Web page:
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Abu Dhabi, UAEMonday 17 December 2018

Djokovic and Sharapova show encouraging signs of form: Madrid Open talking points

The ATP and WTA Tours have arrived in the Spanish capital

Novak Djokovic celebrates after his first round win over Kei Nishikori at the Madrid Open. Clive Brunskill / Getty Images
Novak Djokovic celebrates after his first round win over Kei Nishikori at the Madrid Open. Clive Brunskill / Getty Images

Djokovic gets timely boost

It’s been a hard slog for Novak Djokovic this year. After cutting short his 2017 season in July to focus on recovering from an elbow injury, the 30-year-old Serb returned in time for the Australian Open in January, seemingly ready to kick-start his season at a tournament where his six titles are matched only by Roger Federer.

Except he wasn’t ready – he wasn’t even close, just as he admitted in the build-up to this week’s Madrid Open. What followed Melbourne made for uncomfortable viewing. Watching Djokovic, a former world No 1 and winner of 12 grand slam titles, get bullied around the court by the likes of world No 109 Taro Daniel, world No 47 Benoit Paire, and world No 140 Martin Klizan brought into focus just how far away he was to rediscovering his form. No disrespect to these players, but those are the sort of guys Djokovic could previously beat sleepwalking.

It seems, however, all those hard sessions on the practice court are starting to pay off as Djokovic claimed his biggest win of the season in Madrid on Monday. Drawn against Japan’s Kei Nishikori in the first round, there was every chance Djokovic’s tough run would continue. Nishikori, the former world No 4 now ranked 20th, is also making his way back from a lengthy injury absence, but a run to the Monte Carlo Masters final last month was a clear sign of progress.

It was a cautious, tight, and closely-fought contest. It lacked any real zip or magic from either player. Indeed, Djokovic accumulated more than 33 unforced errors. But none of that matters. He has picked up an important win against a quality opponent, and has something to use as a springboard moving forward in Madrid and beyond.

Sharapova’s new favourite surface

Maria Sharapova in action against Irina-Camelia Begu. Mariscal / EPA
Maria Sharapova in action against Irina-Camelia Begu. Mariscal / EPA

Maria Sharapova’s first year back since returning from a 15-month doping suspension has not gone entirely to plan. A persistent arm injury and subsequent struggles for form have resulted in the Russian getting nowhere near her pre-ban world ranking of No 7.

Indeed, three successive first round defeats – in Doha, Indian Wells, and Stuttgart – have seen Sharapova drop out of the world’s top 50.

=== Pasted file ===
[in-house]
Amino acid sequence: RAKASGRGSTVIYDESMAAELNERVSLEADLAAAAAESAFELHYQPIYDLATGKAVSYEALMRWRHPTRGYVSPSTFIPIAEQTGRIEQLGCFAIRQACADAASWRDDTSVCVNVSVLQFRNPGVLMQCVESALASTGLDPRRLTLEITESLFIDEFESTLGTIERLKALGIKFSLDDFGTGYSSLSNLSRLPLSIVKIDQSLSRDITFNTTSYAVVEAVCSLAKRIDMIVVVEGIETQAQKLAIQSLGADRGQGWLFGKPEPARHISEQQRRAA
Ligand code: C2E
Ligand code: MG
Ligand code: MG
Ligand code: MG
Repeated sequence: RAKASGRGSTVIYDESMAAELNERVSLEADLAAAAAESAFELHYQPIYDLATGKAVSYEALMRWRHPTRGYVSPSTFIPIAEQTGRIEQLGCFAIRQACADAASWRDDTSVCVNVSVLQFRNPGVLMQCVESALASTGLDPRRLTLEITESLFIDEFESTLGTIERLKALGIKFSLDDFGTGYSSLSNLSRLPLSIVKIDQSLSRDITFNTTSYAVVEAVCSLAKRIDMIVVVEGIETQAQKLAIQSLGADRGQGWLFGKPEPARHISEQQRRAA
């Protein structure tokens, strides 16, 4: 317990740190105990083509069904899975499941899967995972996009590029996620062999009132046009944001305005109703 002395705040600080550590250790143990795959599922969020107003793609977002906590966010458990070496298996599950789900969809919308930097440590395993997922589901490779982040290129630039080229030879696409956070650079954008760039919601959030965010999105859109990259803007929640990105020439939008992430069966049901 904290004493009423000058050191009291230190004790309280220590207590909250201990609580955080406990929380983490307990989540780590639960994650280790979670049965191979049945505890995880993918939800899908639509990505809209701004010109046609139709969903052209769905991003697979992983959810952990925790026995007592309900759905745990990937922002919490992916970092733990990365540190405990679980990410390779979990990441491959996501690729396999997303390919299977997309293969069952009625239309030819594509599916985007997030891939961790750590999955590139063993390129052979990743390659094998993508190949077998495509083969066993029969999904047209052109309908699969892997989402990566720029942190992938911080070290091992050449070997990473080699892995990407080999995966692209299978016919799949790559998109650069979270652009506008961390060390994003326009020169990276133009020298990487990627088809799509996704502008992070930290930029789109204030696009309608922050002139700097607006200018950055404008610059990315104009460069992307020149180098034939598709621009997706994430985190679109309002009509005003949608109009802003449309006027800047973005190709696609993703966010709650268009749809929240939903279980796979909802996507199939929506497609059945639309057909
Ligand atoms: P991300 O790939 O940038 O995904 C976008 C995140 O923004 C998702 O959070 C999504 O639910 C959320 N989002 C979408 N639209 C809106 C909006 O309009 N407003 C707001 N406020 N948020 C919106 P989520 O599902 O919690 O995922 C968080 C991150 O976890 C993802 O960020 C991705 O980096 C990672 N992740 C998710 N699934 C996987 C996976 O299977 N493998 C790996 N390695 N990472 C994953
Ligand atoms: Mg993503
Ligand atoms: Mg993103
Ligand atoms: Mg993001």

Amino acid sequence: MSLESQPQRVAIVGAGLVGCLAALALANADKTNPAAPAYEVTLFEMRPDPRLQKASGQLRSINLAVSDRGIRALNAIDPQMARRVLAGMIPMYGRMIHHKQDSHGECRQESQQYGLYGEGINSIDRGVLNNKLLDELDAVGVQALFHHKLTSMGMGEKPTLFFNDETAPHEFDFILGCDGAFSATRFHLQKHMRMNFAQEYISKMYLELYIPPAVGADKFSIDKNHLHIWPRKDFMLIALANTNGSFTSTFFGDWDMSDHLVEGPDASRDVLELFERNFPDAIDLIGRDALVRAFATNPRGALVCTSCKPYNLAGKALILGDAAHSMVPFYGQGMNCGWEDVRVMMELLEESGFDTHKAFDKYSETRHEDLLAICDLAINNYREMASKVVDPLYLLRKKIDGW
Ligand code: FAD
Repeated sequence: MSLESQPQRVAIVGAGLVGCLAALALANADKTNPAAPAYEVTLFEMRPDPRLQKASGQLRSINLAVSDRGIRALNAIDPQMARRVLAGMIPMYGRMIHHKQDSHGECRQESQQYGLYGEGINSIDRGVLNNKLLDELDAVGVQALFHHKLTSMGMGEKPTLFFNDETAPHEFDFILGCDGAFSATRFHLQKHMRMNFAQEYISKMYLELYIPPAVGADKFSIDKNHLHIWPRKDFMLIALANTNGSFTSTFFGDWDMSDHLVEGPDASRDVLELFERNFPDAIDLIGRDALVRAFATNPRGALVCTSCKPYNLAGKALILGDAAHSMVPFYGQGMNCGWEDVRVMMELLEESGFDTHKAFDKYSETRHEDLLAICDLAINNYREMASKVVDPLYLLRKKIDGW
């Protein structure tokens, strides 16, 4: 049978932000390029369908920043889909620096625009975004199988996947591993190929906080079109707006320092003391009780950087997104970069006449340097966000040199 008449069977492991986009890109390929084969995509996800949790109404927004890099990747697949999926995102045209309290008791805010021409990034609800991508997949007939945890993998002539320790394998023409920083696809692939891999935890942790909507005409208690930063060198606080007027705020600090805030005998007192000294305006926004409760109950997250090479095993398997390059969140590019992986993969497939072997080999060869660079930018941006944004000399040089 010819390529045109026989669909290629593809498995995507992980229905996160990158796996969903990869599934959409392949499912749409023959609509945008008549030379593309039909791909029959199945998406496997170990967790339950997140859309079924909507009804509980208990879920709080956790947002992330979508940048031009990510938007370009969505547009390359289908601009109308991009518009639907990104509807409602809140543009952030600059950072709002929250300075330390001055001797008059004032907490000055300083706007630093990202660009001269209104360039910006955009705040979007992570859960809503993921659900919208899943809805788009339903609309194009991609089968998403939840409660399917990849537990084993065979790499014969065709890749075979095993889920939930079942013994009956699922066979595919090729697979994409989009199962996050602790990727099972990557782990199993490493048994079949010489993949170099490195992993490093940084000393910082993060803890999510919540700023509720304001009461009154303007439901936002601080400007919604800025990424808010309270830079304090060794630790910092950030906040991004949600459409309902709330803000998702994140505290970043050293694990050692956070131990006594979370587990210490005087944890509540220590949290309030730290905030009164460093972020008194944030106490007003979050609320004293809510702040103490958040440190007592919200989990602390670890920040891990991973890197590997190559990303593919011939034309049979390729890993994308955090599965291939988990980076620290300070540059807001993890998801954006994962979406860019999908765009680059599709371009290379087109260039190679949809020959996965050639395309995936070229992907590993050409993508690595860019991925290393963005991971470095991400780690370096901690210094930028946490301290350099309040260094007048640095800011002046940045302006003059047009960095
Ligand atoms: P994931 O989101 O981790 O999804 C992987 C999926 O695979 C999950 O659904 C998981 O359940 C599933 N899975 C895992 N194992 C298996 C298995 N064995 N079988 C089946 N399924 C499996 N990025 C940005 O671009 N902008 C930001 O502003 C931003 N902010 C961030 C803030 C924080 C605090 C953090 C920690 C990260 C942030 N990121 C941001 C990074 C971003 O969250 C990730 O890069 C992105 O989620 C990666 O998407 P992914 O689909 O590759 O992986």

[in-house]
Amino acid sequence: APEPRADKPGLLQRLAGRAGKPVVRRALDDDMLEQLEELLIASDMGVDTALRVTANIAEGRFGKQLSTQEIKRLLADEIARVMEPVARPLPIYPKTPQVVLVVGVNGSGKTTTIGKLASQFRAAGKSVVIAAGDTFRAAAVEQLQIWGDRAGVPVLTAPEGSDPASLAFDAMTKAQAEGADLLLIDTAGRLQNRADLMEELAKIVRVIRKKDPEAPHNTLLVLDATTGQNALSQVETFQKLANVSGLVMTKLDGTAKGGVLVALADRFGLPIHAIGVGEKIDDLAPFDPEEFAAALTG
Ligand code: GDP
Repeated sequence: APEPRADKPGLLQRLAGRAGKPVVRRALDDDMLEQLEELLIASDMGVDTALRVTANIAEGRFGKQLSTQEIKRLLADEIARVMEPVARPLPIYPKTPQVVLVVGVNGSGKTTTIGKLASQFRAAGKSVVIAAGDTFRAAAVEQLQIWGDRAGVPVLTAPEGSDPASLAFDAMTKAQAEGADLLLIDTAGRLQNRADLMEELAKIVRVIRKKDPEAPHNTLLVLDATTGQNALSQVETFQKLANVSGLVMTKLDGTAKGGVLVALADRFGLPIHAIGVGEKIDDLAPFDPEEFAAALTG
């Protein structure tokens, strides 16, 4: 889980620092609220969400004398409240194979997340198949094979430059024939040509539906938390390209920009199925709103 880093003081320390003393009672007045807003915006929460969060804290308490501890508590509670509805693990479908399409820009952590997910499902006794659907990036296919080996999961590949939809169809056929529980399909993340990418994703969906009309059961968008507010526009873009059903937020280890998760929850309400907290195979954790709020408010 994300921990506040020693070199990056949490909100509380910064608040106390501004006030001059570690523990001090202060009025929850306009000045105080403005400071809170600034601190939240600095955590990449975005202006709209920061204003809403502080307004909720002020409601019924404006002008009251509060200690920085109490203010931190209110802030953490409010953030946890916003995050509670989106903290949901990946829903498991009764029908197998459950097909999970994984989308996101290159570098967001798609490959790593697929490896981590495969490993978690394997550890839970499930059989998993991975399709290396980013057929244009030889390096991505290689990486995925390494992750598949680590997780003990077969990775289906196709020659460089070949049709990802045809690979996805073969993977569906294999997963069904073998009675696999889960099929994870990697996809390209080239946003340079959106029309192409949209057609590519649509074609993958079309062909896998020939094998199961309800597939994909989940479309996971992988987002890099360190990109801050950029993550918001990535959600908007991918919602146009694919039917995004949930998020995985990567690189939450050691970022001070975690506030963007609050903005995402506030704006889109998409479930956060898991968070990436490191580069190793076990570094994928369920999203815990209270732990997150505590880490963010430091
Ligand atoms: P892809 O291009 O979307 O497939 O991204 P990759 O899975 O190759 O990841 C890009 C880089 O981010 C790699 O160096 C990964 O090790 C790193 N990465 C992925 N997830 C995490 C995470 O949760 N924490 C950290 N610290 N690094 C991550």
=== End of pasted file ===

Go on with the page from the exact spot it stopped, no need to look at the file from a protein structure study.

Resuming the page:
However, there are genuine signs of encouragement in Madrid. Sharapova has been the nemesis of Romanian tennis in the Spanish capital, eliminating their second and fourth-ranked players in the opening two rounds.

Michaela Buzarnescu was a potentially tricky first round opponent having just reached the Prague Open final – she was dealt with in style by the former world No 1, as was her compatriot Irina Begu on Monday.

In the early Sharapova years, clay was unquestionably her weaker surface but it has proved her most successful during the latter part of her career. Most tellingly, her last two major titles came at the French Open, in 2012 and 2014 – she hasn’t had any success at the other big tournaments in a decade.

There’s still a long way for Sharapova to travel on her planned journey back to the top, but some form and momentum leading up to Roland Garros might just make things interesting.

Sliver of hope for Nadal’s rivals?

Rafael Nadal on the Madrid practice courts. Mariscal / EPA
Rafael Nadal on the Madrid practice courts. Mariscal / EPA

Given what has transpired so far this European clay court swing, Rafael Nadal will begin his Madrid Open campaign on Tuesday as the overwhelming favourite to win the title.

The Spanish world No 1 barely broke sweat on his way to winning titles in Monte Carlo and Barcelona, and has now won both tournaments a staggering 11 times.

A glance at the honours roll for the two upcoming clay court tournaments, the Italian Open and French Open, Nadal unsurprisingly features prominently. He is a seven-time champion in Rome, while his victory at Roland Garros last season clinched "La Decima".

Put into that context, Madrid has proved Nadal’s least successful tournament. A down-right failure, in fact. That is, if you class five titles – including last year – a failure. And that doesn’t quite tell the whole story. The Madrid Open has only been a clay event since 2009, and in the nine editions since its transition, Nadal has reached seven finals and won four.

So actually, it’s a pretty formidable record. Maybe there isn’t much hope for his rivals after all.